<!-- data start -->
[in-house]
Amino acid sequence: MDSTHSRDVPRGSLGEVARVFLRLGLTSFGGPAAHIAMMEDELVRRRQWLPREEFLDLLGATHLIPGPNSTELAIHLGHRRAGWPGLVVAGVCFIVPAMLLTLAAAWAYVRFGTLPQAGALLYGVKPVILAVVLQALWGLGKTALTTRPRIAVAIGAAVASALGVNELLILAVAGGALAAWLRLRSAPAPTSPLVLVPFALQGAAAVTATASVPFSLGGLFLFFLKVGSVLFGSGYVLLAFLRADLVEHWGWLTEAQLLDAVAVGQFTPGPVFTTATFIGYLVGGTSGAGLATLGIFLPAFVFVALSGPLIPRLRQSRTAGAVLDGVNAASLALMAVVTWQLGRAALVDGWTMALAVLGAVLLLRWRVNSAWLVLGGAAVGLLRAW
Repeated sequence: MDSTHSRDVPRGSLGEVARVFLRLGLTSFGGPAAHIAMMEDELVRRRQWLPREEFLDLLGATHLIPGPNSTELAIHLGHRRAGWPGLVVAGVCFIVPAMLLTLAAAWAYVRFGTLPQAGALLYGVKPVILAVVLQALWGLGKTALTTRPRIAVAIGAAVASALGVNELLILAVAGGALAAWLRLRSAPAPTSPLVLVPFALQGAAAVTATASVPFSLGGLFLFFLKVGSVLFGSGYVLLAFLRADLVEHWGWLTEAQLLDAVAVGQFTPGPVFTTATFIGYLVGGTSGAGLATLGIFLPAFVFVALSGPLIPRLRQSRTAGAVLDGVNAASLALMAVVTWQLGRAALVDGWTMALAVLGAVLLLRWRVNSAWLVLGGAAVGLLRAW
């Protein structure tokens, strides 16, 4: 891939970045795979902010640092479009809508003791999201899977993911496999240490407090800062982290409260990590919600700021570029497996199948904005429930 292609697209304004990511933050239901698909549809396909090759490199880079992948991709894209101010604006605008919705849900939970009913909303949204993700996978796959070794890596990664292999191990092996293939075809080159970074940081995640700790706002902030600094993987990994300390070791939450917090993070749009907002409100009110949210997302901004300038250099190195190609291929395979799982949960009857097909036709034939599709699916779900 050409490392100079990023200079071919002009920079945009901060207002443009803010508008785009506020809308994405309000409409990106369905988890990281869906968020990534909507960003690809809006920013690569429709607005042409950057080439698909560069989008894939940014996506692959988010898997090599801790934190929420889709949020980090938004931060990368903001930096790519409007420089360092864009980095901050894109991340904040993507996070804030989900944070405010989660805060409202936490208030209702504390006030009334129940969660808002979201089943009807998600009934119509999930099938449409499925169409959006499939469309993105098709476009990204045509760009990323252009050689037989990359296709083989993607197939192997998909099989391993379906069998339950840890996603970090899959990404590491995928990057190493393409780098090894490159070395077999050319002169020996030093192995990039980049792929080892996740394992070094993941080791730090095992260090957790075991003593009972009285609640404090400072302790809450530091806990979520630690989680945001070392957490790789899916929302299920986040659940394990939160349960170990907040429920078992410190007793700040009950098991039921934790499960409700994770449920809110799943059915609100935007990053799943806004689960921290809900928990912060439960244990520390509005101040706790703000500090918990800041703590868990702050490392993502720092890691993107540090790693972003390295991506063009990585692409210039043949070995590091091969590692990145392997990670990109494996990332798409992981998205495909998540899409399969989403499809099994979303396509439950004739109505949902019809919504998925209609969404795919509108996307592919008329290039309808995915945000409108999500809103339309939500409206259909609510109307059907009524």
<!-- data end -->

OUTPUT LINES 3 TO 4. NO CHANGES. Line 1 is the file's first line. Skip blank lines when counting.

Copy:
Repeated sequence: MDSTHSRDVPRGSLGEVARVFLRLGLTSFGGPAAHIAMMEDELVRRRQWLPREEFLDLLGATHLIPGPNSTELAIHLGHRRAGWPGLVVAGVCFIVPAMLLTLAAAWAYVRFGTLPQAGALLYGVKPVILAVVLQALWGLGKTALTTRPRIAVAIGAAVASALGVNELLILAVAGGALAAWLRLRSAPAPTSPLVLVPFALQGAAAVTATASVPFSLGGLFLFFLKVGSVLFGSGYVLLAFLRADLVEHWGWLTEAQLLDAVAVGQFTPGPVFTTATFIGYLVGGTSGAGLATLGIFLPAFVFVALSGPLIPRLRQSRTAGAVLDGVNAASLALMAVVTWQLGRAALVDGWTMALAVLGAVLLLRWRVNSAWLVLGGAAVGLLRAW
């Protein structure tokens, strides 16, 4: 891939970045795979902010640092479009809508003791999201899977993911496999240490407090800062982290409260990590919600700021570029497996199948904005429930 292609697209304004990511933050239901698909549809396909090759490199880079992948991709894209101010604006605008919705849900939970009913909303949204993700996978796959070794890596990664292999191990092996293939075809080159970074940081995640700790706002902030600094993987990994300390070791939450917090993070749009907002409100009110949210997302901004300038250099190195190609291929395979799982949960009857097909036709034939599709699916779900 050409490392100079990023200079071919002009920079945009901060207002443009803010508008785009506020809308994405309000409409990106369905988890990281869906968020990534909507960003690809809006920013690569429709607005042409950057080439698909560069989008894939940014996506692959988010898997090599801790934190929420889709949020980090938004931060990368903001930096790519409007420089360092864009980095901050894109991340904040993507996070804030989900944070405010989660805060409202936490208030209702504390006030009334129940969660808002979201089943009807998600009934119509999930099938449409499925169409959006499939469309993105098709476009990204045509760009990323252009050689037989990359296709083989993607197939192997998909099989391993379906069998339950840890996603970090899959990404590491995928990057190493393409780098090894490159070395077999050319002169020996030093192995990039980049792929080892996740394992070094993941080791730090095992260090957790075991003593009972009285609640404090400072302790809450530091806990979520630690989680945001070392957490790789899916929302299920986040659940394990939160349960170990907040429920078992410190007793700040009950098991039921934790499960409700994770449920809110799943059915609100935007990053799943806004689960921290809900928990912060439960244990520390509005101040706790703000500090918990800041703590868990702050490392993502720092890691993107540090790693972003390295991506063009990585692409210039043949070995590091091969590692990145392997990670990109494996990332798409992981998205495909998540899409399969989403499809099994979303396509439950004739109505949902019809919504998925209609969404795919509108996307592919008329290039309808995915945000409108999500809103339309939500409206259909609510109307059907009524």